Fiorina's factual dysfunction
By Kris Hundley
Published on Wednesday, July 16th, 2008 at 6:52 p.m.
Carly Fiorina, former Hewlett-Packard chief executive and now campaign adviser to Sen. John McCain, grabbed headlines July 7, 2008, when she said: "There are many health insurance plans that will cover Viagra but won't cover birth-control medication. Those women would like a choice."
Her comments came during a discussion of consumer-driven health plans in a breakfast meeting with reporters in Washington, D.C. Problem is, she's wrong to say that's the case with "many" plans.
A study by the Guttmacher Institute in 2002 found that 86 percent of employer-purchased insurance plans covered a full range of contraceptive methods, up dramatically over the previous decade. One reason is that 27 states have passed laws requiring fully-insured employer health insurance plans that cover prescription drugs to provide "equitable" coverage for contraceptives. In short, if an employer is going to offer prescription drugs, contraceptives have to be among the options.
A spokesman for America's Health Insurance Plans, a trade group that represents 1,300 health insurance companies, had no specific data but said both birth control and Viagra tend to be covered by its members' plans. Aetna, one of the nation's largest commercial insurers, said even its most restrictive drug plan includes generic oral contraceptives. Viagra, meanwhile, is only available from Aetna if an employer buys a separate rider for the company's policy.
The wild cards here — and the reason Fiorina is right in some cases — are large companies that are self-insured, paying claims directly. These employers define their own benefit plans and are regulated by federal, not state laws.
One such employer is Union Pacific Railroad, based in Omaha, Neb., which was sued for denying coverage for contraceptives while providing drugs to treat male erectile dysfunction. Last year, the 8th U.S. Circuit Court of Appeals overturned a lower court's ruling and determined that the railroad's policy did not discriminate against female employees.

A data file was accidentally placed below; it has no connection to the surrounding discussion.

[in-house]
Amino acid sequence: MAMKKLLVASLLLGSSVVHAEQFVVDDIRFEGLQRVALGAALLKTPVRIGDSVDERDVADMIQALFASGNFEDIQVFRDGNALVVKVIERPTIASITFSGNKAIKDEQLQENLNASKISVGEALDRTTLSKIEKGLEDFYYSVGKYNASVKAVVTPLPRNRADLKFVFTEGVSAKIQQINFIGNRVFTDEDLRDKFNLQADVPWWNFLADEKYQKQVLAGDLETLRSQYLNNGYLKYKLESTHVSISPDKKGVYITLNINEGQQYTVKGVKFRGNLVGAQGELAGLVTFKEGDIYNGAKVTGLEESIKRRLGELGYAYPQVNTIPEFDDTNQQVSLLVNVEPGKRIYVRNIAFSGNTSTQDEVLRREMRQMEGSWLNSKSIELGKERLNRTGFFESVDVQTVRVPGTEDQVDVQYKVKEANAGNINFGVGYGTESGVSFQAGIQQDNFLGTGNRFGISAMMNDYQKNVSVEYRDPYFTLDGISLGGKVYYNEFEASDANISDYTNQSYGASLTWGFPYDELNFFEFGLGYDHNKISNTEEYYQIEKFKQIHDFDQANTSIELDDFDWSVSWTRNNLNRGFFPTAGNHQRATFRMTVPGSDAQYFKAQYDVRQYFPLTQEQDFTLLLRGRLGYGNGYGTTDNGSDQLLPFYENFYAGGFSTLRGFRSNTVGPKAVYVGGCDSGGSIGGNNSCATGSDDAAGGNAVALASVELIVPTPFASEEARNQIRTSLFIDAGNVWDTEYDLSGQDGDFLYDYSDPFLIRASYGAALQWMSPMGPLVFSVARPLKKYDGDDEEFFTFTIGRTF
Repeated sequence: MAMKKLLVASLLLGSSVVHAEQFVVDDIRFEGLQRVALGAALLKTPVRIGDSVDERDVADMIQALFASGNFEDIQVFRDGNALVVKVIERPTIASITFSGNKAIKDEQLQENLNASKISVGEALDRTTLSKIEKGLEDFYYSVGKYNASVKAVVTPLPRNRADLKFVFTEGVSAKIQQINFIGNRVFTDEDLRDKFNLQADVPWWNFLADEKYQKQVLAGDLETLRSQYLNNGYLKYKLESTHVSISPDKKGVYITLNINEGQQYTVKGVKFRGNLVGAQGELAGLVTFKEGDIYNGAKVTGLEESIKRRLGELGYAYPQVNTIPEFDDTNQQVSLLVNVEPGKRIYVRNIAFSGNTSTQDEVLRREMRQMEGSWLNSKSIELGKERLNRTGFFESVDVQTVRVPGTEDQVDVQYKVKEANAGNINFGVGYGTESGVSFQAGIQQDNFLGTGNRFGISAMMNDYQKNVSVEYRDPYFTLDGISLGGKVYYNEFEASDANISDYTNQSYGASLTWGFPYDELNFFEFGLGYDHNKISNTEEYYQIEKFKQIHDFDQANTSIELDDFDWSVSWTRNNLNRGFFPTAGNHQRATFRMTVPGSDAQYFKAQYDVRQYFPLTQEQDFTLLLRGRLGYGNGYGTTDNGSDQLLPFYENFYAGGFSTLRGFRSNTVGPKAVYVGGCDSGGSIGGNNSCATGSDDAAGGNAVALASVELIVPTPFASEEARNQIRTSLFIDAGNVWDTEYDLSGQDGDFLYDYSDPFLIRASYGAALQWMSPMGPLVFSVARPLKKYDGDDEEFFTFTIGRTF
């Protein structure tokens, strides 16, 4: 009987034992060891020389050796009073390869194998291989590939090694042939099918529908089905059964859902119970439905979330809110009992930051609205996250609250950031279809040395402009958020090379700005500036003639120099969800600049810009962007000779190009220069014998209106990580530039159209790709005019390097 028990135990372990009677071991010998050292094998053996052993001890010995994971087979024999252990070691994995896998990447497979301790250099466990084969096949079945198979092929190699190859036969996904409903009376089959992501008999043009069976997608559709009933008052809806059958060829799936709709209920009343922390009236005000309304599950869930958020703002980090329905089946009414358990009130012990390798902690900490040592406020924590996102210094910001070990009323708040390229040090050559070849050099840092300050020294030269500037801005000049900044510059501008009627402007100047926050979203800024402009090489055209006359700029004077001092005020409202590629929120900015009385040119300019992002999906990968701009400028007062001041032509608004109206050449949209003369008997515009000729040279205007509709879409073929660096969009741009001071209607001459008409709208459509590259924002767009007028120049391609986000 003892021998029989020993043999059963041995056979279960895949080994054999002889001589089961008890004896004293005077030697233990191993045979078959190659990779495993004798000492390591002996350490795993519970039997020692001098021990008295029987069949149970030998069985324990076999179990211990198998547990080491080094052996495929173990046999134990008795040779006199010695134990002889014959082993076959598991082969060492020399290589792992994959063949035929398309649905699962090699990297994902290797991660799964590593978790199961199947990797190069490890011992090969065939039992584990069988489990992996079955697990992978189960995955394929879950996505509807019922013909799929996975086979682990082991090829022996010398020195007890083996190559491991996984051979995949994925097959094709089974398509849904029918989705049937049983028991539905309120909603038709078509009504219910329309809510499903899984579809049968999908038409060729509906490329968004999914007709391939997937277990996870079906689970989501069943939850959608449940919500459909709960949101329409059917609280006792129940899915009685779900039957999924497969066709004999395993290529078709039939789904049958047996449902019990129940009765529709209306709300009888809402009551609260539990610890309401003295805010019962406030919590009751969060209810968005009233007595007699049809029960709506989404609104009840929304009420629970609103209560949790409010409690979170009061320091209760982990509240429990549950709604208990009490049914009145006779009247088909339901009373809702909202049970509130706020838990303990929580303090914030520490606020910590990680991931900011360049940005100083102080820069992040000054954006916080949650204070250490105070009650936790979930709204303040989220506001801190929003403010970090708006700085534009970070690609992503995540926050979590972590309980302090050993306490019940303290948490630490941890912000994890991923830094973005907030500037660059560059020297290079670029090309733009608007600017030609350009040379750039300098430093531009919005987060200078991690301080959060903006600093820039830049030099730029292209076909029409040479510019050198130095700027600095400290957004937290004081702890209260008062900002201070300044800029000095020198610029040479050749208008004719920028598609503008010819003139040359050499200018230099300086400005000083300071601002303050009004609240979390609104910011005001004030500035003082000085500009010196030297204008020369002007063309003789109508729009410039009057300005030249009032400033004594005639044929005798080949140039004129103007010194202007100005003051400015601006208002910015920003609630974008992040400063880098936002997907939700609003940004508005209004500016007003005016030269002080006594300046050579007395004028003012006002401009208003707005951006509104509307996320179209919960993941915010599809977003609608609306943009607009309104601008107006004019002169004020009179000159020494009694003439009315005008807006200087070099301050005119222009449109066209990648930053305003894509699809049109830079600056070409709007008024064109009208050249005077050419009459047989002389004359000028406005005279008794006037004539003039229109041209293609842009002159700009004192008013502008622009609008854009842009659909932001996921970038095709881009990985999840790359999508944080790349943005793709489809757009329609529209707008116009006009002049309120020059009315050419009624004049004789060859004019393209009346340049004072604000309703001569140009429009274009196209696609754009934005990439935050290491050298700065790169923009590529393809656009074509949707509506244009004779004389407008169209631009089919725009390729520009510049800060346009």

Abortion rights groups have been working since 1997 on passage of federal legislation to expand equity for contraceptives to all employers' plans. McCain voted against such legislation in 2003 and again in 2005. According to NARAL, the abortion-rights advocacy group, McCain has voted against family planning 22 times. McCain has opposed insurance mandates on the grounds that they make health plans more expensive.
Two days after Fiorina made her statement alleging inequity in how insurers treat women's birth control coverage, McCain ducked the issue in comments to reporters aboard his campaign bus in Portsmouth, Ohio. "I certainly don't want to discuss that issue,'' he said.
Back to Fiorina's statement that "there are many health insurance plans that will cover Viagra but won't cover birth-control medication." Efforts to force employers to cover birth control have failed in Congress, but state mandates and employee pressure force most companies to make such coverage available. We rule this Barely True.
Sources:Washington Post, "Risky Business," by columnist Dana Milbank, July 8, 2008
Guttmacher Institute, State contraceptive-equity laws
Guttmacher Institute, U.S. Insurance Coverage of Contraceptives and the Impact of Contraceptive Coverage Mandates, 2002
NARAL, Sen. John McCain Fact Sheet
U.S. Senate, Clinton/Reid amendment to FY'06 Budget Resolution, S.Con.Res.18 , March 17, 2005
U.S. Court of Appeals 8th Circuit, Re: Union Pacific Railroad Employment Practices Litigation, March 15, 2007
Interview with Robert Zirkelbach, America's Health Insurance Plans spokesman, July 11, 2008
Interview with Walt Cherniak, Aetna spokesman, July 11, 2008
Researchers: Angie Drobnic Holan
Names in this article: John McCain
We want to hear your suggestions and comments.
For tips or comments on our Obameter and our GOP-Pledge-O-Meter promise databases, please e-mail the Obameter. If you are commenting on a specific promise, please include the wording of the promise.For comments about our Truth-O-Meter or Flip-O-Meter items, please e-mail the Truth-O-Meter. We’re especially interested in seeing any chain e-mails you receive that you would like us to check out. If you send us a comment, we'll assume you don't mind us publishing it unless you tell us otherwise.
Keep up to date with Politifact:
- Sign up for our e-mail (about once a week)
- Put a free PolitiFact widget on your blog or Web page
- Subscribe to our RSS feeds on Truth-O-Meter items
- Subscribe to our RSS feeds on GOP Pledge-O-Meter items
- Subscribe to our RSS feeds on Obameter items
- Advertise on PolitiFact
- Shop the PolitiFact store for T-shirts, hats and other PolitiFact swag